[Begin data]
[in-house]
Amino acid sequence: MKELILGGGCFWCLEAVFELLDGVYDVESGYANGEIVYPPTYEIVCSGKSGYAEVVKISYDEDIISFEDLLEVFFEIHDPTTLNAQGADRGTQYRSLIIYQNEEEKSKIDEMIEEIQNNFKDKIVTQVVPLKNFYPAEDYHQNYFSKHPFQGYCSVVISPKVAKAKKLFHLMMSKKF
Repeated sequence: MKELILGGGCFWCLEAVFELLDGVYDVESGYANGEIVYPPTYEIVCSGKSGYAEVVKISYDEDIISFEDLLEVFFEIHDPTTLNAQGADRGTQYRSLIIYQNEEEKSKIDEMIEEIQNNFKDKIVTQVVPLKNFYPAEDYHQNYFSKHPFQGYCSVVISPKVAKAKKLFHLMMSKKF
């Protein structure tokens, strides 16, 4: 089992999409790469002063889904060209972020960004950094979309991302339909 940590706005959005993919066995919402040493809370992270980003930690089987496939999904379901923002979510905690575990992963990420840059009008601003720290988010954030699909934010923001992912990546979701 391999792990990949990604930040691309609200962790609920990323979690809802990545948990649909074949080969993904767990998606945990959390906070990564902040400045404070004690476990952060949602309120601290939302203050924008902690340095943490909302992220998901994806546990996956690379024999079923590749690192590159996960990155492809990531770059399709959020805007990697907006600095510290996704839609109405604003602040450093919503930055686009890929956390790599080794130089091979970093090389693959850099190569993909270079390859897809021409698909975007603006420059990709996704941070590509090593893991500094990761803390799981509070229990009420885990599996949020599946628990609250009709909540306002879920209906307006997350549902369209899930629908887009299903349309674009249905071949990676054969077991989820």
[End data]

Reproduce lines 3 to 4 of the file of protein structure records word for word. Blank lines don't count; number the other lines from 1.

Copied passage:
Repeated sequence: MKELILGGGCFWCLEAVFELLDGVYDVESGYANGEIVYPPTYEIVCSGKSGYAEVVKISYDEDIISFEDLLEVFFEIHDPTTLNAQGADRGTQYRSLIIYQNEEEKSKIDEMIEEIQNNFKDKIVTQVVPLKNFYPAEDYHQNYFSKHPFQGYCSVVISPKVAKAKKLFHLMMSKKF
């Protein structure tokens, strides 16, 4: 089992999409790469002063889904060209972020960004950094979309991302339909 940590706005959005993919066995919402040493809370992270980003930690089987496939999904379901923002979510905690575990992963990420840059009008601003720290988010954030699909934010923001992912990546979701 391999792990990949990604930040691309609200962790609920990323979690809802990545948990649909074949080969993904767990998606945990959390906070990564902040400045404070004690476990952060949602309120601290939302203050924008902690340095943490909302992220998901994806546990996956690379024999079923590749690192590159996960990155492809990531770059399709959020805007990697907006600095510290996704839609109405604003602040450093919503930055686009890929956390790599080794130089091979970093090389693959850099190569993909270079390859897809021409698909975007603006420059990709996704941070590509090593893991500094990761803390799981509070229990009420885990599996949020599946628990609250009709909540306002879920209906307006997350549902369209899930629908887009299903349309674009249905071949990676054969077991989820």